JEFFERSON — The School District of Jefferson has received word it will receive a Wisconsin Department of Public Instruction Transition Readiness Grant that will boost the district’s age 18-21 special education Transitions programming.
Kathy Volk, pupil services and special education director for the Jefferson schools, said the district applied for the competitive grant last year but did not receive it, as the DPI has limited funds for this program. This year, the district will be one of the recipients.
The district will receive just over $30,000 in grant funds, the great majority of which will go toward a new van dedicated to the Eagle Pathways Transition program.
The DPI’s Transition Readiness Grant is aimed at supporting the following five evidence-based practices in post-secondary Transitions programming: transportation; Project Search tuition; post-secondary tuition and supports for students; Transition certification for staff members; and training for paraprofessionals (aides) in transition and job coaching.
“I am thrilled that our Transition Readiness Grant application was approved, and we will be receiving $30,194 in funding for the 2019-20 school year,” Volk said.
Volk said that $25,000 will go toward purchasing a new special education van to support community-based work activities. Then the district will use $4,194 to send a team of Jefferson High School special education paraprofessionals, as well as a few teachers, to training on transition and job coaching.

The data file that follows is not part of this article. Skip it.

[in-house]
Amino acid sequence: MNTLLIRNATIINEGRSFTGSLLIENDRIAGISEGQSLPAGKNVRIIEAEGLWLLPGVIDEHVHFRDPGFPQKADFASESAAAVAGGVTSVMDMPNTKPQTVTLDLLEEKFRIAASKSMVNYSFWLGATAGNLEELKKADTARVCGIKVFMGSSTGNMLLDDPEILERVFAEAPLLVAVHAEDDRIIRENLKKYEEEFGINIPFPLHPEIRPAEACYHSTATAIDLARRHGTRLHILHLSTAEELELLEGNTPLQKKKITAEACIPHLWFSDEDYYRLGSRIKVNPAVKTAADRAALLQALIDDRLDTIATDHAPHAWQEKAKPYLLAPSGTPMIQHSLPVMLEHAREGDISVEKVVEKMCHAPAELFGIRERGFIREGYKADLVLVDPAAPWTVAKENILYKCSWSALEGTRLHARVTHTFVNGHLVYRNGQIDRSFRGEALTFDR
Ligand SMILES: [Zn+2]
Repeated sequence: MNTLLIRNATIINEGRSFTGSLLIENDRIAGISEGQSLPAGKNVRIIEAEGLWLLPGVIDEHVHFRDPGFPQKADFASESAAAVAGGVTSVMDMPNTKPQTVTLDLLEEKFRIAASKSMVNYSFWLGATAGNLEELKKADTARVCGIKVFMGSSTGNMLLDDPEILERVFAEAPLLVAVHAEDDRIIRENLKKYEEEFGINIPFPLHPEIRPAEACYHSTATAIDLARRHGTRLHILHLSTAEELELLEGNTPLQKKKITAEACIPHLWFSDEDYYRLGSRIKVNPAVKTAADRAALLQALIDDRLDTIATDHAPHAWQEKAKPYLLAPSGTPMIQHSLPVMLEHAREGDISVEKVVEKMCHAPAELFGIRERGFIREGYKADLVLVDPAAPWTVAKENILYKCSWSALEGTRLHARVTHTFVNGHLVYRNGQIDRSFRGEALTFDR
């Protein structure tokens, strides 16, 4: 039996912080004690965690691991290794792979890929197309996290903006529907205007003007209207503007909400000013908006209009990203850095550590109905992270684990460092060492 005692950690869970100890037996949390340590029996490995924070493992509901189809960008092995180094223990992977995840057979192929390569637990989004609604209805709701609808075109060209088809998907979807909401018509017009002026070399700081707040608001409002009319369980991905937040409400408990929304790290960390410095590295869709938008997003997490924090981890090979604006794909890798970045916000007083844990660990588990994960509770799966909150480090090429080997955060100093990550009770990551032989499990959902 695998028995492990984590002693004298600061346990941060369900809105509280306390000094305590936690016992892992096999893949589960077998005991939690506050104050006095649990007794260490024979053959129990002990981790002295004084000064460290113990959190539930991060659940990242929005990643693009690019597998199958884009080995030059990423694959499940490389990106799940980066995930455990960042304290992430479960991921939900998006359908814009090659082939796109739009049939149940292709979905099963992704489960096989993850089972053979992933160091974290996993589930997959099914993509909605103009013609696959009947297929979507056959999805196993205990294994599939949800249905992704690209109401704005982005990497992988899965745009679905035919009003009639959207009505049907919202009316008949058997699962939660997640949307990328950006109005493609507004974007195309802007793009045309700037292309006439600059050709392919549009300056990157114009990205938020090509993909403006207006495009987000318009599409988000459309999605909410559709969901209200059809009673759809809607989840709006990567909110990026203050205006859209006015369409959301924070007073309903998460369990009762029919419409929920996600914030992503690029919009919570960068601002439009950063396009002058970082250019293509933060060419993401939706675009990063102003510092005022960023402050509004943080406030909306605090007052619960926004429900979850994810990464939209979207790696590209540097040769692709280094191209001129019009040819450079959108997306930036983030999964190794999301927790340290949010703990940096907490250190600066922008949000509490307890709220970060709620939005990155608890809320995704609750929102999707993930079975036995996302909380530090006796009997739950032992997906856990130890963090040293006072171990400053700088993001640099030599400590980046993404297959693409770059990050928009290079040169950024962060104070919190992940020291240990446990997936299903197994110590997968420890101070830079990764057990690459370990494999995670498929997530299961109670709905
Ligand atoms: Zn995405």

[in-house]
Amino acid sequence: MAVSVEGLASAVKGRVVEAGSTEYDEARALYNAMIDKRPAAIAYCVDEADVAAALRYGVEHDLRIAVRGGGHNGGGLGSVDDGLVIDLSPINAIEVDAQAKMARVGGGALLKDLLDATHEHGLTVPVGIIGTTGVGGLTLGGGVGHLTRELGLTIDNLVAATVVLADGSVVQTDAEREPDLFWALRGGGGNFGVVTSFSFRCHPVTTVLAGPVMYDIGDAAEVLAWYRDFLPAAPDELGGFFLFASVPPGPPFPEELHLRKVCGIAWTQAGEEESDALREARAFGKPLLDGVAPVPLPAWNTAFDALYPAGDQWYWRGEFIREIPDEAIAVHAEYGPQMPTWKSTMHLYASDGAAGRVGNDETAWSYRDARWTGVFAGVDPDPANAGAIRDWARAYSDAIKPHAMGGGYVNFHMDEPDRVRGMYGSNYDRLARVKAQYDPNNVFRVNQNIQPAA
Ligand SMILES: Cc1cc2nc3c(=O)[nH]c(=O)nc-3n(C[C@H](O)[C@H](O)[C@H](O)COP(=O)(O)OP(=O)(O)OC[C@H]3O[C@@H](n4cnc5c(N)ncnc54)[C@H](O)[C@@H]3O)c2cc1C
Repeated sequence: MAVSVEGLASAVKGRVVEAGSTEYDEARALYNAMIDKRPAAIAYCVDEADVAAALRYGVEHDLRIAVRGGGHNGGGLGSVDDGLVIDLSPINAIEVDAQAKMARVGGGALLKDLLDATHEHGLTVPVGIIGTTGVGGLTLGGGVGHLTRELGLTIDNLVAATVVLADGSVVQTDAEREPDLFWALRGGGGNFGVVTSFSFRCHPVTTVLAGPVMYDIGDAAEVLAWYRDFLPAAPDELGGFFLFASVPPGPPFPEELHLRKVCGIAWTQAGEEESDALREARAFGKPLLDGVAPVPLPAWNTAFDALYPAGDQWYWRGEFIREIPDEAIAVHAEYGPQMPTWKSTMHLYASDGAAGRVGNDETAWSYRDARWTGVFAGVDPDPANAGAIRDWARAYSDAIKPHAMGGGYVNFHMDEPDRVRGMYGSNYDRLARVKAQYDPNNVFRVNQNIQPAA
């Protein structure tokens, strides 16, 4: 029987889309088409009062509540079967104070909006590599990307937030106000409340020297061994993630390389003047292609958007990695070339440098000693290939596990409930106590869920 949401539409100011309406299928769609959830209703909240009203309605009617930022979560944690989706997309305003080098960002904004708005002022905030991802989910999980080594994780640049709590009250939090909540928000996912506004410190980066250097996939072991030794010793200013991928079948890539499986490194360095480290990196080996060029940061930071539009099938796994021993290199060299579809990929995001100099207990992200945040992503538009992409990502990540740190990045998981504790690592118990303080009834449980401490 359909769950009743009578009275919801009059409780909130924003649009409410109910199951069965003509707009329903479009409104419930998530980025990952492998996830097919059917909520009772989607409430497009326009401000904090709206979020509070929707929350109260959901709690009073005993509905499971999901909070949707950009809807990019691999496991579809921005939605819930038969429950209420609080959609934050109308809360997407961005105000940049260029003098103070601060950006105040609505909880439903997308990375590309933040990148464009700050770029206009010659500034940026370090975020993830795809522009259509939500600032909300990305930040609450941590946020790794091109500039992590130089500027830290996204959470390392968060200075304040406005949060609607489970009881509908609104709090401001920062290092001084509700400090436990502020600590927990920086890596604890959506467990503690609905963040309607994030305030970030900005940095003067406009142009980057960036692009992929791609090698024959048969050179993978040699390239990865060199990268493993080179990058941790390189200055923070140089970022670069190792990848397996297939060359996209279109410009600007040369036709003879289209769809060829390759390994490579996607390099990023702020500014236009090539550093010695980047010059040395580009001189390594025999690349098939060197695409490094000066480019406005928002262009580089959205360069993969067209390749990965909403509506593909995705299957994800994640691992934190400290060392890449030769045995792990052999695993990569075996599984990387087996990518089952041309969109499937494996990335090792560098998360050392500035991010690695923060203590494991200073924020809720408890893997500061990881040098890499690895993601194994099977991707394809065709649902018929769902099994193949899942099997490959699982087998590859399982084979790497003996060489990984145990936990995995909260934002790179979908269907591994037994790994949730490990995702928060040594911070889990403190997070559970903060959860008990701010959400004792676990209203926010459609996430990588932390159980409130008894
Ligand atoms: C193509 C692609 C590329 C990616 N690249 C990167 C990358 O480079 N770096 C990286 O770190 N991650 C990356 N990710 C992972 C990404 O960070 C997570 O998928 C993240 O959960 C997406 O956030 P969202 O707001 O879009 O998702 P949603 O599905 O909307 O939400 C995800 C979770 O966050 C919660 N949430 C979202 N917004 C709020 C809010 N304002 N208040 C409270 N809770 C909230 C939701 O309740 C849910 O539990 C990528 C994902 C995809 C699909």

The training will take place Aug. 13 and 14 at Hyatt Regency in Green Bay, with virtual follow-up sessions in November, January and March. Grant dollars will cover staff wages and travel costs (hotel stays, mileage, and meals during the training).
The job coaching training will open up the district’s internal capacity to have staff members support students in the work environment, Volk said.
In addition, $1,000 will go to supporting Transitions teachers Cori Bollinger and Jeremy Harnack as one or both of them begin to work toward Transitions certification. This is not required, but provides an extra level of certification, keeping them in touch with the latest research and “best practices” in transition education.
Volk recognized the Jefferson school board and school staff for their great work in developing and rolling out the Eagle Pathways age 18-21 Transitions program. She gave a special shout-out to Harnack and Bollinger for doing so much work to establish Eagle Pathways and working to build it up from scratch this year, with an eye toward the future of the growing program.
This first year, the Jefferson High School program has just two students, but next year, the number of students served will go up to six, and the year after, it is expected to almost double again.
Finally, she recognized the community partners who have stepped up to assure access for Transitions students to community employment at competitive wages.
“This is a win-win for the schools and the community,” said Jefferson Superintendent Mark Rollefson. “In today’s economy, people are looking for workers,” he said.
The superintendent noted that the Transitions program and its partnership with local employers helps to place people in these positions that can be hard to fill, while providing initial supports to help these new employees succeed on the job.
“These students have a lot to offer our community,” Rollefson said.
(Watch for an article in an upcoming edition on how employers are finding places where area Transitions students can contribute.)